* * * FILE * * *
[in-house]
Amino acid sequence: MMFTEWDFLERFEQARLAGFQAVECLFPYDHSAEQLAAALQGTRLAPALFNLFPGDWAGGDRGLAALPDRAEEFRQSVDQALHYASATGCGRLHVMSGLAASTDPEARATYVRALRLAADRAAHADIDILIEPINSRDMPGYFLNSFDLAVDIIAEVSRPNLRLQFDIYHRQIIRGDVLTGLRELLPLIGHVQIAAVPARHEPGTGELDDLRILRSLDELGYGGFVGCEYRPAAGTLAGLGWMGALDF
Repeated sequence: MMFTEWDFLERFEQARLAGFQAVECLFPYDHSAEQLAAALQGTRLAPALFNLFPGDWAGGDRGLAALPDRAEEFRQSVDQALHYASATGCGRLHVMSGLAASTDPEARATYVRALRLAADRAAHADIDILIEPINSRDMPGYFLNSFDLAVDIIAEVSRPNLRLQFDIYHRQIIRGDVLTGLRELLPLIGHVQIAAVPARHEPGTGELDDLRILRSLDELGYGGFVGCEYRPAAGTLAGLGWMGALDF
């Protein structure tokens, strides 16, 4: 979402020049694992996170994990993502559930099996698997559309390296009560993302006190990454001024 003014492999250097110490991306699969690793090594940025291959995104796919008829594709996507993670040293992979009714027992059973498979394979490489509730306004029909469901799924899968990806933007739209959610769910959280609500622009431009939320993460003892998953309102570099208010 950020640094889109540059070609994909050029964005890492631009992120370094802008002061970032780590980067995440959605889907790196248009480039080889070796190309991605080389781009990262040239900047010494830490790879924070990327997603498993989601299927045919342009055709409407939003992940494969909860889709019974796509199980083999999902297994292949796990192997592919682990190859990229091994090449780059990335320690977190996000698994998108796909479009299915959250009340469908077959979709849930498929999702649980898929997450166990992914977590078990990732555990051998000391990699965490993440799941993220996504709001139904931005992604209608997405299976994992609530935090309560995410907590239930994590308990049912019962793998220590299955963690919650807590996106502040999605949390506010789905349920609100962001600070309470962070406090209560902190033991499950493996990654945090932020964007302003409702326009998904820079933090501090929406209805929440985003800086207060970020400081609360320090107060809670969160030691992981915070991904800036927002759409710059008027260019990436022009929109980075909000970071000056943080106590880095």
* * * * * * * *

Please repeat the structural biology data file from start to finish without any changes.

[in-house]
Amino acid sequence: MMFTEWDFLERFEQARLAGFQAVECLFPYDHSAEQLAAALQGTRLAPALFNLFPGDWAGGDRGLAALPDRAEEFRQSVDQALHYASATGCGRLHVMSGLAASTDPEARATYVRALRLAADRAAHADIDILIEPINSRDMPGYFLNSFDLAVDIIAEVSRPNLRLQFDIYHRQIIRGDVLTGLRELLPLIGHVQIAAVPARHEPGTGELDDLRILRSLDELGYGGFVGCEYRPAAGTLAGLGWMGALDF
Repeated sequence: MMFTEWDFLERFEQARLAGFQAVECLFPYDHSAEQLAAALQGTRLAPALFNLFPGDWAGGDRGLAALPDRAEEFRQSVDQALHYASATGCGRLHVMSGLAASTDPEARATYVRALRLAADRAAHADIDILIEPINSRDMPGYFLNSFDLAVDIIAEVSRPNLRLQFDIYHRQIIRGDVLTGLRELLPLIGHVQIAAVPARHEPGTGELDDLRILRSLDELGYGGFVGCEYRPAAGTLAGLGWMGALDF
């Protein structure tokens, strides 16, 4: 979402020049694992996170994990993502559930099996698997559309390296009560993302006190990454001024 003014492999250097110490991306699969690793090594940025291959995104796919008829594709996507993670040293992979009714027992059973498979394979490489509730306004029909469901799924899968990806933007739209959610769910959280609500622009431009939320993460003892998953309102570099208010 950020640094889109540059070609994909050029964005890492631009992120370094802008002061970032780590980067995440959605889907790196248009480039080889070796190309991605080389781009990262040239900047010494830490790879924070990327997603498993989601299927045919342009055709409407939003992940494969909860889709019974796509199980083999999902297994292949796990192997592919682990190859990229091994090449780059990335320690977190996000698994998108796909479009299915959250009340469908077959979709849930498929999702649980898929997450166990992914977590078990990732555990051998000391990699965490993440799941993220996504709001139904931005992604209608997405299976994992609530935090309560995410907590239930994590308990049912019962793998220590299955963690919650807590996106502040999605949390506010789905349920609100962001600070309470962070406090209560902190033991499950493996990654945090932020964007302003409702326009998904820079933090501090929406209805929440985003800086207060970020400081609360320090107060809670969160030691992981915070991904800036927002759409710059008027260019990436022009929109980075909000970071000056943080106590880095």